• Sunday, April 21, 2024


Calorie counting ‘complete nonsense’ and pointless?

People should ensure they fill up their plates with good quality whole foods such as vegetables, nuts, and fruits, argues Professor Tim Spector, a nutrition expert.

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By: Kimberly Rodrigues

A top dietician has warned that calorie counting does not help with weight loss and is in fact ‘complete nonsense.’

Calorie counting refers to keeping account of the number of calories you eat. It is a method to maintain your weight.

Professor Tim Spector, a nutrition expert reportedly claims that though some people may initially lose weight by reducing their calorie intake, nearly all these people (95%) ‘bounce back’ to their original weight, and ‘many go above.’

He argues that the approach which is backed by the NHS as one way to lose weight is a ‘giant camouflage’ that distracts one from the quality of food they eat – it makes people pay more attention to the calories they are consuming rather than what they are eating.

Instead, the expert suggests that people should ensure they fill up their plates with good quality whole foods such as vegetables, nuts, and fruits.

The professor is of the opinion that if you are a dieter, you should ‘stop obsessing about calories and start thinking about food much more as quality and what it does to your body.’

So, instead of concentrating on counting the number of calories to lose weight, he urges people to adopt a mainly plant-based diet and eat quality whole foods made from ‘original ingredients.’

He reportedly said that weight watchers should eat foods in their ‘pure form’ and some of these foods include seeds, nuts, fruit, and vegetables.

Why calorie counting is ‘complete nonsense’

Speaking on Steven Bartlett’s podcast The Diary of a CEO, Professor Spector reportedly said ‘[Calorie counting] is complete nonsense.

‘There has never been any long-term study showing that calorie counting is an effective way to lose weight and maintain weight loss after the first few weeks.

‘So, yes, very strict calorie counting if you deprive yourself for a few weeks — you may lose some weight.

‘But even if you’re successful, your body’s evolutionary mechanisms will make you hungrier and hungrier every week you go by when you’re depriving yourself of energy.

‘Your body will go into shutdown mode; your metabolism slows down so you’re not expanding those calories.’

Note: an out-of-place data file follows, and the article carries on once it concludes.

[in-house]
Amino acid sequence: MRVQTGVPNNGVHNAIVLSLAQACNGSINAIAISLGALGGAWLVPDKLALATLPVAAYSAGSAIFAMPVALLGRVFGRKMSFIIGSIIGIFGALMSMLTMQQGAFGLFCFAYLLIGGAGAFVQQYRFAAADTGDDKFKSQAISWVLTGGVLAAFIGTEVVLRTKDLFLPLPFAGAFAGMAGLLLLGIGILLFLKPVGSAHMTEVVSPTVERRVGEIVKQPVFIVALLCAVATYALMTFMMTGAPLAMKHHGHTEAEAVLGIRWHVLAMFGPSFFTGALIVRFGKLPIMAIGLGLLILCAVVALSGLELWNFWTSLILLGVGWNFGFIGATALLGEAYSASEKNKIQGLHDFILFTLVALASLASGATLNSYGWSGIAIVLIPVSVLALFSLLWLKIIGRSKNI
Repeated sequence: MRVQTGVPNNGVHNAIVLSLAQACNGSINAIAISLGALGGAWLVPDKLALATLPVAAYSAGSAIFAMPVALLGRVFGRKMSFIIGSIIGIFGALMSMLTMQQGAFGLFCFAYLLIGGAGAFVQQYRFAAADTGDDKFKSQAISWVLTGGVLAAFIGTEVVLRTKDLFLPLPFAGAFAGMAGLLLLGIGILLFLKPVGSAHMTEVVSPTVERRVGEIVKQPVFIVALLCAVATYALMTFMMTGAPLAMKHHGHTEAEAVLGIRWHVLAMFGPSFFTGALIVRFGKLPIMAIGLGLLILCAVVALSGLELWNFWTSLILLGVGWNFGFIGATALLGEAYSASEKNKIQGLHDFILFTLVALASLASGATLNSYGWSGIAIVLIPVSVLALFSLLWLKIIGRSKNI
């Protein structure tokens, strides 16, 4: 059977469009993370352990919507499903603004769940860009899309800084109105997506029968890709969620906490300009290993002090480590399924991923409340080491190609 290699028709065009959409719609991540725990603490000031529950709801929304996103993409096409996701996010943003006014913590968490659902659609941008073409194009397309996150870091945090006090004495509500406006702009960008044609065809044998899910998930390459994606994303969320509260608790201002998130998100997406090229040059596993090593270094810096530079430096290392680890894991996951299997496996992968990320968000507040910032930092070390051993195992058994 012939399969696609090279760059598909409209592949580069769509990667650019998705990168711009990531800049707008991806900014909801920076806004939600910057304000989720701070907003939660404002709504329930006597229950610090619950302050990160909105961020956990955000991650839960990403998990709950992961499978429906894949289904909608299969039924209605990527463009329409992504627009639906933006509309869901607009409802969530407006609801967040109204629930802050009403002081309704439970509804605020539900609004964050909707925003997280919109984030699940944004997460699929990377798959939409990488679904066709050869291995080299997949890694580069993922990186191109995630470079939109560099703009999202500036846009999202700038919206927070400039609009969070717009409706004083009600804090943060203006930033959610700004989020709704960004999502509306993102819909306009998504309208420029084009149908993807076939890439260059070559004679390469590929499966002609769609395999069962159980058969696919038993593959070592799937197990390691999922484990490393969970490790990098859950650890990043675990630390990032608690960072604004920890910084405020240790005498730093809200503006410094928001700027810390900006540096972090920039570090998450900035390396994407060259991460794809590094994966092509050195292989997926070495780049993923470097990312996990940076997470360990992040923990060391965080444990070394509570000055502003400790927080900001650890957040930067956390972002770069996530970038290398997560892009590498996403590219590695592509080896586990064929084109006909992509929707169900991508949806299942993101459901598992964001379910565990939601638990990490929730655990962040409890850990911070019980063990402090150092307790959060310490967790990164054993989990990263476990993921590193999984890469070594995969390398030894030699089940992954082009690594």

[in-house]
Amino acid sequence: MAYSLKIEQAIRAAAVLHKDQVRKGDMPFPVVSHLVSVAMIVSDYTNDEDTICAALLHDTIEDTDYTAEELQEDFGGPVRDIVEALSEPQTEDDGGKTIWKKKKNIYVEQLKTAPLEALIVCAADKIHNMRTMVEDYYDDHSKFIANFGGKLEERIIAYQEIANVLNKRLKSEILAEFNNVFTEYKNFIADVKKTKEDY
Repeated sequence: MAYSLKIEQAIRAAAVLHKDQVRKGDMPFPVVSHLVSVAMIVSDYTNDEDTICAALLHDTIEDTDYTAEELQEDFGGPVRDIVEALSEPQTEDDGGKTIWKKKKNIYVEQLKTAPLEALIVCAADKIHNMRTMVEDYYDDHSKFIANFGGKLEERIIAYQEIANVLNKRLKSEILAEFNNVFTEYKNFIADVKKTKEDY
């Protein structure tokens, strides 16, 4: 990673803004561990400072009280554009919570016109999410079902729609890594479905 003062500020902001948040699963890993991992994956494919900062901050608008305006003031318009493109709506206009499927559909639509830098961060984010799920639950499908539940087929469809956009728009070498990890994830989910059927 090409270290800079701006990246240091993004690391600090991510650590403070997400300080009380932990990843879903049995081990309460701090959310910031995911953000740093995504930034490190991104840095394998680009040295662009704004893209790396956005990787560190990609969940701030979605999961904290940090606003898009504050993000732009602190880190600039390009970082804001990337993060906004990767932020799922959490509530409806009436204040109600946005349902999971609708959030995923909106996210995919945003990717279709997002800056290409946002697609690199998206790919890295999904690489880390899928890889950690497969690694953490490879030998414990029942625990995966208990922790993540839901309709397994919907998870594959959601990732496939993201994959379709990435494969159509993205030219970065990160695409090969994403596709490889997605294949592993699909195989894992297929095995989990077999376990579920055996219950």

Besides, according to the expert nutritionist, it is ‘virtually impossible’ to count calories.

This is because of the inaccurate information mentioned on food packets and due to the fluctuating portion sizes in different restaurants – which can reportedly be up to ’30 per cent’ bigger or smaller than what the menu shows.

Professor Spector is quoted as saying, ‘The food industry wants you to focus on the calorie, the fat content, the sugar, so you don’t have to think about the quality of the food.

‘And it’s something that they can control very easily, keep their profits higher, keep adding stuff to the product that is synthetic when we know that a lot of stuff that they’re adding is harmful to our gut microbes.’

He adds, ‘That’s my number one bugbear is to get people to see the light.’

According to the NHS, the average man needs around 2,500 calories a day, while the average woman requires around 2,000 calories per day.

For those trying to lose weight, it recommends following the calorie content of what is eaten in order to keep track of one’s daily consumption.

The health service also advises that those dieting should check food labels and opt for healthier foods. They should also figure out ‘how a particular food fits into [their] daily calorie allowance’.

When people consume more calories than they can burn off through daily activities, the result is weight gain.

Therefore, to lose weight more calories need to be expended than calories taken in.

Studies have shown that the type of food eaten, and gut health also affects how many calories the body burns.

A person’s metabolism also influences the number of calories the body burns each day.

While metabolism is understood as the bodily process that converts food consumed into energy to breathe, move, and think, the metabolic rate is determined by a person’s body size, age, and gender.

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